Girls Aloud singer Nicola Roberts has been given a restraining order after her ex sent her nasty messages and stalked her for five years.
Carl Davies, who served in Afghanistan, threatened to burn and stab the red-headed beauty after creating 35 Twitter and Instagram accounts to abuse her.
The messages included knife and fire emojis and at the same time, he also sent her bouquets of flowers to her manager’s office.
The couple dated in 2007, but had an acrimonious split in 2008.
Luckily Nicola, 31, saved each message and reported him to the police until he was arrested in February 2017.
It was said that he started harassing her back in 2012, and this went on for about five years.
Outside Guildford Crown Court, Nicola read a statement about his behaviour and how he also threatened a friend of hers.
“The messages he sent reminded me of all the terrible things that happened when we were together.
“It was only really last year when he started threatening my friend that I realised things couldn’t go on and I reported it to the police.”
Carl Davies was given a 15-month prison sentence after he admitted stalking her.
He was then handed a lifetime restraining order against the star and her friend, which stated that he wasn’t allowed within 250 metres of them both.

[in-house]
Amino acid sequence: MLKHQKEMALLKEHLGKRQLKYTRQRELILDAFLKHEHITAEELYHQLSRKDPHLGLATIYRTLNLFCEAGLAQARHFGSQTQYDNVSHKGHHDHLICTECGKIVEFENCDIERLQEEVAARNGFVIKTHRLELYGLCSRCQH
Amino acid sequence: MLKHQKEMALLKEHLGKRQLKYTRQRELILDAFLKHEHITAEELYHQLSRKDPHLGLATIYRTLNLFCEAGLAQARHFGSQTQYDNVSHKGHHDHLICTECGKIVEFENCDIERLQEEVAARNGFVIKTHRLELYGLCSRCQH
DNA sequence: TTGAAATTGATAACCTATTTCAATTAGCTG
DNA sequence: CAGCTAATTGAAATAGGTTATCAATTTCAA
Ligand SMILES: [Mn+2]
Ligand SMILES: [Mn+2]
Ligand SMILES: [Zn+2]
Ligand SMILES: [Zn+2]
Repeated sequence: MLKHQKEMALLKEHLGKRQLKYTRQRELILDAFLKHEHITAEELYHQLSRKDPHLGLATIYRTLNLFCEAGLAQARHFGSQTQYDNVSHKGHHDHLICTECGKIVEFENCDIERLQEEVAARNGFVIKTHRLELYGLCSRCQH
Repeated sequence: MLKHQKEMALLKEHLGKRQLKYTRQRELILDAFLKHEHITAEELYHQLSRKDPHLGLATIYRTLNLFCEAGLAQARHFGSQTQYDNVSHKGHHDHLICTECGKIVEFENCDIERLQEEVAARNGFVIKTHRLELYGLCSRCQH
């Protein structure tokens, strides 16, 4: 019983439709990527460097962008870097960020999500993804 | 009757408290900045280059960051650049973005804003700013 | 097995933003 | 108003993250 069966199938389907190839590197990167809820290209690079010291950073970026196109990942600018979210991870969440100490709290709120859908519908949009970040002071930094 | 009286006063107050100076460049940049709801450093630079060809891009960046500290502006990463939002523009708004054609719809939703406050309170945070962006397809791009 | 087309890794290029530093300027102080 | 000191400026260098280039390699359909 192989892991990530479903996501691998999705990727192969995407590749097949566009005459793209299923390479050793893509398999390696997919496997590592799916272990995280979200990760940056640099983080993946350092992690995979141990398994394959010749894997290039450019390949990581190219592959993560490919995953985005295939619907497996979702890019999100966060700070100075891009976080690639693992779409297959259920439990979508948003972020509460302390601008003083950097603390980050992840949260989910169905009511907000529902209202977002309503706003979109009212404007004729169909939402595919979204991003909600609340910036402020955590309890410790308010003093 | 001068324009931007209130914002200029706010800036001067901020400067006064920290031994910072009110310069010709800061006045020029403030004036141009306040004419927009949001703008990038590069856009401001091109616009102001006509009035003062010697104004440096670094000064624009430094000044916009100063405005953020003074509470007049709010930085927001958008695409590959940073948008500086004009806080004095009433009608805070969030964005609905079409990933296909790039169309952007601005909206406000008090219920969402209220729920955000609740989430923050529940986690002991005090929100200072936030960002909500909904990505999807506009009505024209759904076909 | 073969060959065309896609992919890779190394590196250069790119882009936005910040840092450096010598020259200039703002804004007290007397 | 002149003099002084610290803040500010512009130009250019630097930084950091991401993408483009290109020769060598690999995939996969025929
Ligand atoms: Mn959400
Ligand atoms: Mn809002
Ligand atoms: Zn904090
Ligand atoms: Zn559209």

In court, it was revealed that Carl had been suffering from Post Traumatic Stress Disorder (PTSD) after serving in the Army.
Judge Jonathan Black said: “For a period up to 2008 you were in a relationship with Nicola Roberts, the singer-songwriter, but that came to an end in 2008.
“From the date the crown says was in 2012, you say was in 2014, but for the purpose of this sentencing makes little difference, you sent 3,000 messages to her through the use of around 35 fake social media accounts.
“Some of those messages were loving, wanting to be with her, some messages with little meaning but other messages threatening serious violence, mentioning knives and burning.”
He added: “A probation report shows you suffer from PTSD which goes back to your service in the Army, especially in Afghanistan, and some of the issues and things you must have seen in Afghanistan.
“It’s clear from your Army records that you were a well thought-of member of the Armed Forces.
“Now that the PTSD has been diagnosed you will be aware of what caused you to act in this way and you will be able to properly respond to those issues.”